The bus stood empty, most of its windows shattered, the result of a roadside bomb that exploded in Cairo on Thursday morning and injured five people. Police closed the road in both directions, and small crowds of onlookers gathered along the cordons. An officer presented to the crowds a bowl-shaped device, a second bomb, they said, discovered inside a roadside advertising box. Students carrying books, coming from the Islamic al-Azhar University, paused as they walked past.
The blast was the second in Egypt in three days. Fifteen people were killed in a much larger explosion, a suicide car bombing, according to the Interior Ministry, at a police headquarters in the Nile Delta town of Mansoura early on Tuesday. In response to the Mansoura bombing, the military-backed government officially branded the Muslim Brotherhood a terrorist organization, a measure that deepens the military-backed government’s clampdown on the Islamist group following the military’s removal of Brotherhood-affiliated President Mohamed Morsi from power in July. The new designation criminalizes membership in the organization and its activities and finances.
No evidence has surfaced linking the Muslim Brotherhood to either attack. The Brotherhood’s official media organs condemned the Mansoura bombing, and a separate group, Sinai-based Ansar Beit al-Maqdis, claimed responsibility for it. Nevertheless the government appears determined to use the violence as an opportunity to pursue its crackdown on the organization. “From [the security establishment’s] perspective, they see this as an opportunity to eradicate, once and for all, an organization that they hate. That takes precedence over everything else,” says Shadi Hamid, director of research at the Brookings Doha Center.
Morsi was removed by the military in July following vast protests against his rule. In the months following the coup, more than a thousand people died in a security crackdown on protests against Morsi’s removal. The new terrorist designation could shutter hundreds of Brotherhood-affiliated charities and could also drive members of the organization further underground, but it is unlikely to completely eliminate the Brotherhood as a social movement. On Wednesday night, one Cairo-area member of the Brotherhood, who asked not to be named over concern for his safety, said he met with other members of the group following the declaration. “What will the government do after this decision? Arrest? They already arrest us. Kill? They already kill us,” he said.
Despite the current clampdown, Brookings’ Hamid argues, the Brotherhood is steeped in an “organizational ethos of not resorting to violence” owing in part to its experience of brutal repression for years under the regime of late Egyptian President Gamal Abdel Nasser. “But in a situation in which the leadership is decapitated and people aren’t getting clear orders,” he says, “you might have individuals who are going their own way because you lose the superstructure of the Brotherhood as an organization.”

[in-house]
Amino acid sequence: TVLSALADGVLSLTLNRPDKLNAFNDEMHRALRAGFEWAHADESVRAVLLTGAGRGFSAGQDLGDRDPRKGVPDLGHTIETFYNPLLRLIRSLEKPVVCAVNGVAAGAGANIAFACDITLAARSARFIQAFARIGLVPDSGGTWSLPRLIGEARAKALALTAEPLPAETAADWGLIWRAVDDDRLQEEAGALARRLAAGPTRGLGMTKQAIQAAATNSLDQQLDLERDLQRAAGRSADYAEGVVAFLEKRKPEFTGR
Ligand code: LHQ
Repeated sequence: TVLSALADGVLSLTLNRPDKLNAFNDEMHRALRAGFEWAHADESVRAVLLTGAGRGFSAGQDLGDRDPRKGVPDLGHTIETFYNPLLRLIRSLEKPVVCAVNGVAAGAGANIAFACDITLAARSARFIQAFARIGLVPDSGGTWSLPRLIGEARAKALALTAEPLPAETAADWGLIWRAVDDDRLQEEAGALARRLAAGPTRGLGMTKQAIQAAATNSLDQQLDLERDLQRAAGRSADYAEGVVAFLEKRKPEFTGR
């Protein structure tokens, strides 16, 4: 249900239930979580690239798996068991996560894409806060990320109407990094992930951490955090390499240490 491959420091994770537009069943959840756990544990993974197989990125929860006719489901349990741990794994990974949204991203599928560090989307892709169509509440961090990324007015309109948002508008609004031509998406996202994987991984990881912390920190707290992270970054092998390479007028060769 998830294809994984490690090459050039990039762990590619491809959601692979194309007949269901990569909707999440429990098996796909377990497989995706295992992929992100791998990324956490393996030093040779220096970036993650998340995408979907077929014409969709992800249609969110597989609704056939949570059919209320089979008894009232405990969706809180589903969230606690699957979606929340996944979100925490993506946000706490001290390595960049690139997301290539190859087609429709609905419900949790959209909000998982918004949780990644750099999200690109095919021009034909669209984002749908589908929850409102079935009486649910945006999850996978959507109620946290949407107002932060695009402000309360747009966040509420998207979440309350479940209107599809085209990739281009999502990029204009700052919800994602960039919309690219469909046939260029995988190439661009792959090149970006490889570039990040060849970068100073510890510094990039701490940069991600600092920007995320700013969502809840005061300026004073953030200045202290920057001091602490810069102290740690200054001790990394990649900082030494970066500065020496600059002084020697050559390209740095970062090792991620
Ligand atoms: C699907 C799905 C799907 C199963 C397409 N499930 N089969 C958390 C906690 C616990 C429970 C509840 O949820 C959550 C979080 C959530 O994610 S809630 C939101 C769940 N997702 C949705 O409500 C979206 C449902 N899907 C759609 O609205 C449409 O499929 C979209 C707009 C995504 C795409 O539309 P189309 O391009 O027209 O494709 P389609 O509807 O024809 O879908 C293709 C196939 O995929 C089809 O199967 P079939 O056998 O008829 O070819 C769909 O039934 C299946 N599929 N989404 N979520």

In recent weeks the military-led government has also extended the clampdown to include non-Islamist opposition groups who carry the torch of the January 2011 uprising that toppled dictator Hosni Mubarak. On Sunday a court sentenced three prominent activists who helped spearhead the 2011 revolt to three years in prison for violating a new law that criminalizes all street protests that take place without explicit government permission. The three, Ahmed Maher, Ahmed Douma and Mohammed Adel, founders of the April 6 youth movement, declared a hunger strike on Wednesday in protest of the conditions of their detention. Their winter clothes, they said through an intermediary, had been taken away, with no replacement, by guards who said the garments were the wrong color.
Everywhere in Egypt, the raucous, unpredictable space for political expression opened by the 2011 revolution appears to be shrinking. The government asserts that the clampdown on the Brotherhood and restrictions on protest are needed in order to restore the security needed to proceed with a “road map” for political transition. The next step on the road map is a referendum, scheduled for mid-January, on a new constitution drafted in the wake of the coup. Fatigued after nearly three years of periodic unrest and distrusting of the Brotherhood after Morsi’s presidency, a vocal portion of the public backs the government, though some of last summer’s militaristic fervor has faded. In a sign of persisting sectarianism, the Brotherhood released a statement on its official website that in part faulted the Coptic Church, which backed Morsi’s removal, for the government crackdown.
Thursday’s roadside bombing proved for some that the insurgent activity common in the Sinai is taking root in mainland Egypt — a sign that the country as a whole is sliding deeper into a spiral of repression and violence. Some experts suggest that a violent showdown suits the designs of hard-liners within Egypt’s security state. “It is obvious that there is a faction within this government that is pushing everything toward escalation and violence in order to force their opponents to resort to violence,” says Emad Shahin, a political scientist at the American University in Cairo. He argues that the government’s real aim with the terrorist designation is to stamp out the “culture of protest” that flourished in 2011. “This regime is trying to tame a revolution,” he says.